The Army world grows
New openings take Salvation Army work to 115 countries.
With the addition of African nations Namibia and Mali, The Salvation Army is now officially at work in 115 countries.
The Army previously worked in Namibia from 1932 to 1939. Now, 69 years later, both the local church and non-governmental organizations have welcomed its re-establishment. A South African national, Major Lenah Jwili, leads the work, and is already networking in the community and witnessing steady growth in meeting attendance. The Salvation Army has been officially registered. Namibia is part of the Southern Africa Territory, which also oversees Salvation Army work in Lesotho, St Helena, South Africa and Swaziland.
In Mali, after an invitation for The Salvation Army to establish a presence there, André Togo led the local response. Mali, a predominately Muslim nation, is situated in the most northerly part of the African continent in which The Salvation Army ministers.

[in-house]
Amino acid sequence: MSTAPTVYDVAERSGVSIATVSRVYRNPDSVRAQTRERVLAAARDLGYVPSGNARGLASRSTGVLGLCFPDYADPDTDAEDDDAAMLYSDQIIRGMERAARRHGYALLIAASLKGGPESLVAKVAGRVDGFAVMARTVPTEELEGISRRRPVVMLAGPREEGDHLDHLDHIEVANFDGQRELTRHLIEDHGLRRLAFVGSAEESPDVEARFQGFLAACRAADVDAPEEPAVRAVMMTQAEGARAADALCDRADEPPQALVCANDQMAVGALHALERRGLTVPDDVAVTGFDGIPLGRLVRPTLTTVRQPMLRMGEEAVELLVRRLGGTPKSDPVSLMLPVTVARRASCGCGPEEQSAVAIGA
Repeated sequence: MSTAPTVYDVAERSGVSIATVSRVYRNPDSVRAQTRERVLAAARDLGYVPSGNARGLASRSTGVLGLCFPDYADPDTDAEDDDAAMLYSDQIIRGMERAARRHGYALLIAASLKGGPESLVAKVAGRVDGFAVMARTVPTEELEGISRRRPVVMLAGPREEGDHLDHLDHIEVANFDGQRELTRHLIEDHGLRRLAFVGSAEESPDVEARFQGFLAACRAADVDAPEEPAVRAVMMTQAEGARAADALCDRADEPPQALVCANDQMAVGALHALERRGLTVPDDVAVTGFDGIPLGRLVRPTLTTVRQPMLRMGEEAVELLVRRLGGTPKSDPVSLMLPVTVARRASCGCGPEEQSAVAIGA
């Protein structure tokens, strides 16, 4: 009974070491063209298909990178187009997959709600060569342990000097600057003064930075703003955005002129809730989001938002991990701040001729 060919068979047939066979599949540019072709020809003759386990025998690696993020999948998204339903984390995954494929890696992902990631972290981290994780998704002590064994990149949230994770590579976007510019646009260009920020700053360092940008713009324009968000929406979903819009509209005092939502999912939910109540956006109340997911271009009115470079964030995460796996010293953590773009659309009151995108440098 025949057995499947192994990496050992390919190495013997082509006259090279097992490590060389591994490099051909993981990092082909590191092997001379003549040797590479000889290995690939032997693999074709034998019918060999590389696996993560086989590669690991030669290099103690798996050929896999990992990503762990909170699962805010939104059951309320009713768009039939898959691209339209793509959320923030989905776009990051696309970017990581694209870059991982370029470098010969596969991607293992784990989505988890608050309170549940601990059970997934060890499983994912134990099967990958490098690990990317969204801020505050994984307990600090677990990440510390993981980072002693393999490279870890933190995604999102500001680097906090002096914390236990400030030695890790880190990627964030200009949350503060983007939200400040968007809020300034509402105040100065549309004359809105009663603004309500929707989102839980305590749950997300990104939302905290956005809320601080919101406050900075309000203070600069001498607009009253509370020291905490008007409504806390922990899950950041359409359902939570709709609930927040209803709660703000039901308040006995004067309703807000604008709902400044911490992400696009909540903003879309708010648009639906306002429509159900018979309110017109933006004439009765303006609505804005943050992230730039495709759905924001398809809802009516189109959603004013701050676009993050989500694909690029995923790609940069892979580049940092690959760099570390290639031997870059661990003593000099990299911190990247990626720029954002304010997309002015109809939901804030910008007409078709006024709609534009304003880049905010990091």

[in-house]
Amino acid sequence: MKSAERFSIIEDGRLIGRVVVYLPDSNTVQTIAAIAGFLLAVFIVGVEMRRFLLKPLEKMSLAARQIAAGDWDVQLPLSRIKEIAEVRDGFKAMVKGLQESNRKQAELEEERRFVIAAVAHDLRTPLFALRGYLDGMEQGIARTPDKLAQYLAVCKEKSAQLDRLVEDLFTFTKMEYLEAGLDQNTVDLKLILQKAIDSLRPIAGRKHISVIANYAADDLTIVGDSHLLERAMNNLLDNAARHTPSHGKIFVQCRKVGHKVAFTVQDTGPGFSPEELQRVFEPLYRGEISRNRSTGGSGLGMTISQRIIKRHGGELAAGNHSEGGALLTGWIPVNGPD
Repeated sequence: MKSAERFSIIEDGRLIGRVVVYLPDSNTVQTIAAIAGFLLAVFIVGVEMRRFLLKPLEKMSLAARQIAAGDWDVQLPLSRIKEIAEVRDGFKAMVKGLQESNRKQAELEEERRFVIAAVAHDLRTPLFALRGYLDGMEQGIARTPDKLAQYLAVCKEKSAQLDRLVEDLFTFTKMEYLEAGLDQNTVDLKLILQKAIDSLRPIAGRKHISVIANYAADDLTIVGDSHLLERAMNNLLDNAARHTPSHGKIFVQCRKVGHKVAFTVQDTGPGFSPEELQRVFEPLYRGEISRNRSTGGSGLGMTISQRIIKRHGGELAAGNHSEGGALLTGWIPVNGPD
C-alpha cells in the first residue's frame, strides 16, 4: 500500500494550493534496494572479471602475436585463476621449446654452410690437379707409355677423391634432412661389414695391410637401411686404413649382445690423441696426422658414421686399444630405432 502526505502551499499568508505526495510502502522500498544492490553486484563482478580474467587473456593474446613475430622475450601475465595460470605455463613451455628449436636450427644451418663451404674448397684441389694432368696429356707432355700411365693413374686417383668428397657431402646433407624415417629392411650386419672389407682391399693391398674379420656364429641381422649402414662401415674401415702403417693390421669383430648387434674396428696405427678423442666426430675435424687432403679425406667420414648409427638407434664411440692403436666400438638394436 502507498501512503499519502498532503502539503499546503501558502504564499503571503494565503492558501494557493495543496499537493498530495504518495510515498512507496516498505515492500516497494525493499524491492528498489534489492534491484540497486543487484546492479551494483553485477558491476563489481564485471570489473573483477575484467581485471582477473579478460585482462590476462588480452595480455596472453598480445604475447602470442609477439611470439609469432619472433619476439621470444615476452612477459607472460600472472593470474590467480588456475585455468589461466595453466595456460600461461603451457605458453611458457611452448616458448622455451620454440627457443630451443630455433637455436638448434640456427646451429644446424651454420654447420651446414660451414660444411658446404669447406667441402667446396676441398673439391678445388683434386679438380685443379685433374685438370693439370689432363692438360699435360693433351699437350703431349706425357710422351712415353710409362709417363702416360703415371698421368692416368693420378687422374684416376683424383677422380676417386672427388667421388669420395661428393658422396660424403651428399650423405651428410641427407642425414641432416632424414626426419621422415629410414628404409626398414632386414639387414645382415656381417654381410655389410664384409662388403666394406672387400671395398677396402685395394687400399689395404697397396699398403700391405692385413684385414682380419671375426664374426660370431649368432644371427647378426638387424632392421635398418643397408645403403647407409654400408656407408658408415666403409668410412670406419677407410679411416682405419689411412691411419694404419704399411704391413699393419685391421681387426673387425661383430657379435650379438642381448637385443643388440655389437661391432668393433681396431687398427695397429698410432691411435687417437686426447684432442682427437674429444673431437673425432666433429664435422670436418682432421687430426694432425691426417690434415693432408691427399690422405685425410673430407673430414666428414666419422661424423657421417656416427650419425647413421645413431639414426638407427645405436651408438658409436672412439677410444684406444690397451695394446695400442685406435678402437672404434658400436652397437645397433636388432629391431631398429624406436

Togo, a Malian, had no knowledge of The Salvation Army until he had a vision of millions of people wearing white uniforms, saying: “People of the nations, repent for we are coming with the Kingdom of the Lord.” Certain that God was calling him to join these white-uniformed people, his research led him to The Salvation Army. With help from Salvation Army leadership in Nigeria and at International Headquarters, he “opened fire” in Mali. Attendance at meetings has grown steadily, and The Salvation Army has been officially registered.
Majors Eugene and Odile Dikalembolovanga from the Democratic Republic of Congo were appointed officers in charge there, and Mali is attached to the Nigeria Territory. Togo and his wife, Nana, will move to the Democratic Republic of Congo, where they will train to be Salvation Army officers.
Please pray for these new initiatives in Namibia and Mali.
From an international news report by the Chief of the Staff, Commissioner Robin Dunster.